The five Michigan offices that shared their internal policies bar harassment based on race, sex, age, religion, disability, color, national origin or military status.
Violation of the policies, including the provisions prohibiting retaliation for complaints, is punishable by discipline up to and including dismissal.
Those who shared their policies are Reps. Sander Levin, D-Royal Oak; Bill Huizenga, R-Zeeland; Debbie Dingell, D-Dearborn; Dave Trott, R-Birmingham; and Bishop.
The policies of Dingell and Reps. Fred Upton, R-St. Joseph, and Jack Bergman, R-Watersmeet, also expressly prohibit harassment based on sexual orientation, according to their offices. Dingell’s policy addresses harassment based on gender identity as well.
Rep. Dan Kildee’s office does not share internal documents but has a “strict, no-tolerance” policy regarding sexual harassment and discrimination detailed in its employee handbook, which all staff and interns receive during the interview and orientation process, a spokesman said.
All Kildee employees are required to complete an annual training addressing sexual harassment in the workplace that is provided by the Office of Compliance.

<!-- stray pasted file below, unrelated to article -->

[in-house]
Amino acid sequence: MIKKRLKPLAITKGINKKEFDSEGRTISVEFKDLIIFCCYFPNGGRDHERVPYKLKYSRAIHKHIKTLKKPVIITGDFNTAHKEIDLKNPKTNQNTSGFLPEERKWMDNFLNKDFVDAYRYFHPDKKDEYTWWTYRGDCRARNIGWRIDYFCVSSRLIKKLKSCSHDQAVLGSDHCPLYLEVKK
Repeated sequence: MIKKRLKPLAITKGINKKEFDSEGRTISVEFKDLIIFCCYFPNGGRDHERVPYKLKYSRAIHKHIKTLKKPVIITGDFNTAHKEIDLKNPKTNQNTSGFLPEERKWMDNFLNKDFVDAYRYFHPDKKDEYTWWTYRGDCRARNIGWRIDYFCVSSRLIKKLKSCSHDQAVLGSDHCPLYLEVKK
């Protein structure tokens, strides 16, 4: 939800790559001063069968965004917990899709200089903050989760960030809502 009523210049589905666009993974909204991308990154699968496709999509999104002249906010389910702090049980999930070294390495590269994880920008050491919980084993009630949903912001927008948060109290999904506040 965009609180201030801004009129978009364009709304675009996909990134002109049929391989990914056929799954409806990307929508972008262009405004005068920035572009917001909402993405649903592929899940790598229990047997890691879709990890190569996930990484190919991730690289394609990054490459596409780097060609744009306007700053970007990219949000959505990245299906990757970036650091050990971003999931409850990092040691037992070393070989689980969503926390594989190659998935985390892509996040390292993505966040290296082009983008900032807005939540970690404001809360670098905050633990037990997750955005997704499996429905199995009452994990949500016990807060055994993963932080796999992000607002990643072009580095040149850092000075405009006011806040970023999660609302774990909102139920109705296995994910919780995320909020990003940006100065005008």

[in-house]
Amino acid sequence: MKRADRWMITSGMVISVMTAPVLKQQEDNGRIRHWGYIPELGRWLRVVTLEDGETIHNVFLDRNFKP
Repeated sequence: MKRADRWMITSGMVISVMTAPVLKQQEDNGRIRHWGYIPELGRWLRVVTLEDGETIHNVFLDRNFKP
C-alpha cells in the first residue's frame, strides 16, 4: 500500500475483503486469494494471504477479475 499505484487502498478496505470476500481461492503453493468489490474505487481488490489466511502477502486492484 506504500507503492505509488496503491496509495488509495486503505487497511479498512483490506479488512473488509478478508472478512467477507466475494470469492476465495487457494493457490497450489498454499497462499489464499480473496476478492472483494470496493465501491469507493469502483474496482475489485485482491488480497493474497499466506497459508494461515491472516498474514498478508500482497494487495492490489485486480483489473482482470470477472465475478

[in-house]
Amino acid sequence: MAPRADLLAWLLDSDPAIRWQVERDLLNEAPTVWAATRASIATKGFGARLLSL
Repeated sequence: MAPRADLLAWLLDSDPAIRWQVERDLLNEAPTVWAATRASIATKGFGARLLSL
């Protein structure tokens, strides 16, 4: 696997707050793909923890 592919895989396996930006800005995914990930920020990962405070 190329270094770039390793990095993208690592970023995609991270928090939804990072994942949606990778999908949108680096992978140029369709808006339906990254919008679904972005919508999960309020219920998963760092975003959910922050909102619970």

Upon completion of the training, staff must send their training certificate of completion to their immediate manager or directly to Kildee, D-Flint Township.
The office of Rep. John Moolenaar, R-Midland, said its policy actually requires employees to complete two trainings provided by the House — from the Office of Compliance and the chief administrative officer, spokesman David Russell said.
All employees are required to sign the office’s formal employee handbook, which has an anti-harassment policy that was drafted in consultation with the House’s legal counsel, Russell said.
A spokesman for Rep. Tim Walberg, R-Tipton, said the office doesn’t tolerate harassment in the workplace “in any form,” and training was already a requirement for the office and had been completed by Walberg and staff.
A spokeswoman for Rep. Paul Mitchell, R-Dryden, indicated his office policy states that harassment of any kind is grounds for immediate action, including dismissal. His staff members are required also to take annual harassment training, as are Bergman’s employees.
Upton and his staff have participated in anti-harassment training and “understand our strict, zero tolerance harassment policies,” spokesman Tom Wilbur said.
The office of Sen. Debbie Stabenow, D-Lansing, has a “strict, no-tolerance” harassment policy, and office employees were required to undergo mandatory sexual harassment training prior to the recent change in congressional rules, a spokesman said.
The office of Sen. Gary Peters, D-Bloomfield Township, “strictly prohibits” sexual harassment, any behavior that could be interpreted as sexual harassment and retaliation for harassment complaints, a spokeswoman said.
Employees receive the office’s policy in writing along with instructions for reporting harassment and retaliation when they begin working there. Staffers were notified before the congressional rules change that they would have to complete sexual harassment training, she said.